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Business - Written by on Monday, February 16, 2009 23:15 - 0 Comments

Doing more with our phones

The iPhone is an amazing peice of technology, to put it simply. Its applications range from the relatively useless (this Light Saber application), to the border-line illegal (card counting applications being used in casinos). Somewhere in between are those apps that are just plain useful (you don’t need examples). But how often do we use our cell/smart phones (iPhones or otherwise) for purposes that are more than simply practical? Do they in any way contribute to undeniable improvements in human health or quality of life?

What led me to this consideration was a conversation I recently had with a friend. Actually, it was more of a gleeful demonstration. In the midst of an ordinary conversation, my friend, holding his iPhone yells, “Oh yah check this out! 37 days, 17 minutes, and 5 seconds without smoking! Woo!” I’ve seen people excited about their phone’s latest trick, but this was different. And I’ve never shared in someone’s cell phone glee as much as I did on this occasion. It wasn’t because he had shown me the greatest or even most innovative app in the history of mankind/mobile communication. All he had shown me was a very simple app that read, “You have been a non-smoker for 37 days, 17 minutes, and 5 seconds.” This simple app had had a clear and profoundly positive effect on his life. Would he have had the same results had he written his goal to stop smoking on a post it note? I don’t think so.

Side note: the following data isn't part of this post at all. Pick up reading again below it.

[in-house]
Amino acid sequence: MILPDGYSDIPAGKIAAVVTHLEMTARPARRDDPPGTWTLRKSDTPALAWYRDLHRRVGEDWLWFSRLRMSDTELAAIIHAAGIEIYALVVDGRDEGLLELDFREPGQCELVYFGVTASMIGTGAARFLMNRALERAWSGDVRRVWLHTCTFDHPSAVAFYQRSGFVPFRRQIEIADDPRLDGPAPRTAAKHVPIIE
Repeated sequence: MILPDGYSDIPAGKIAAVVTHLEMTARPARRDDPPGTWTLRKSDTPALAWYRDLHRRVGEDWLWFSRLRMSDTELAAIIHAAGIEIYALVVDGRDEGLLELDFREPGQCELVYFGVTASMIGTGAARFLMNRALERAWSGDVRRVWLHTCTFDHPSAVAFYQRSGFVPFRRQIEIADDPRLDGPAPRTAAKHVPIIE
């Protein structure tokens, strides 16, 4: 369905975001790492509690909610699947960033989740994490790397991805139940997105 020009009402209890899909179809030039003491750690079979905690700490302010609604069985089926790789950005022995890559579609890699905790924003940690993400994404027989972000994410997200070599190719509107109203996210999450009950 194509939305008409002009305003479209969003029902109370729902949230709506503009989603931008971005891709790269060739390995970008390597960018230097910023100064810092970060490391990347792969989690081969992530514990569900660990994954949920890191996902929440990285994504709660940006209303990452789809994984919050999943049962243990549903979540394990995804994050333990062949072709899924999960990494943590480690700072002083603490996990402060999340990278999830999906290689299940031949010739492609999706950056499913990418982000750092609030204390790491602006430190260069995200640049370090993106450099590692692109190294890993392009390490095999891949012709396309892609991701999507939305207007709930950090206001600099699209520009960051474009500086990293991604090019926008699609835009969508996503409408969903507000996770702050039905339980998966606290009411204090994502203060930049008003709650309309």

This is a simple example, making use of some simple technology. But this story is a tidbit of evidence contrary to any notion that cell phones are nothing more than “annoying toys” (the readers of Wikinomics aren’t likely among those subscribing to this viewpoint, but we can all name 4 or 5 people who do).

Health care is already putting our digital companions into action in a number of innovative ways (the field of health informatics is a shining example). My friend has used a simple cell phone app to help him improve his health. The bottom line: thinking of cell phones as merely devices for playing ‘pointless games’ or calling loved ones from the grocery store completely limits their potential to be invaluable tools in areas like health informatics and health care.  


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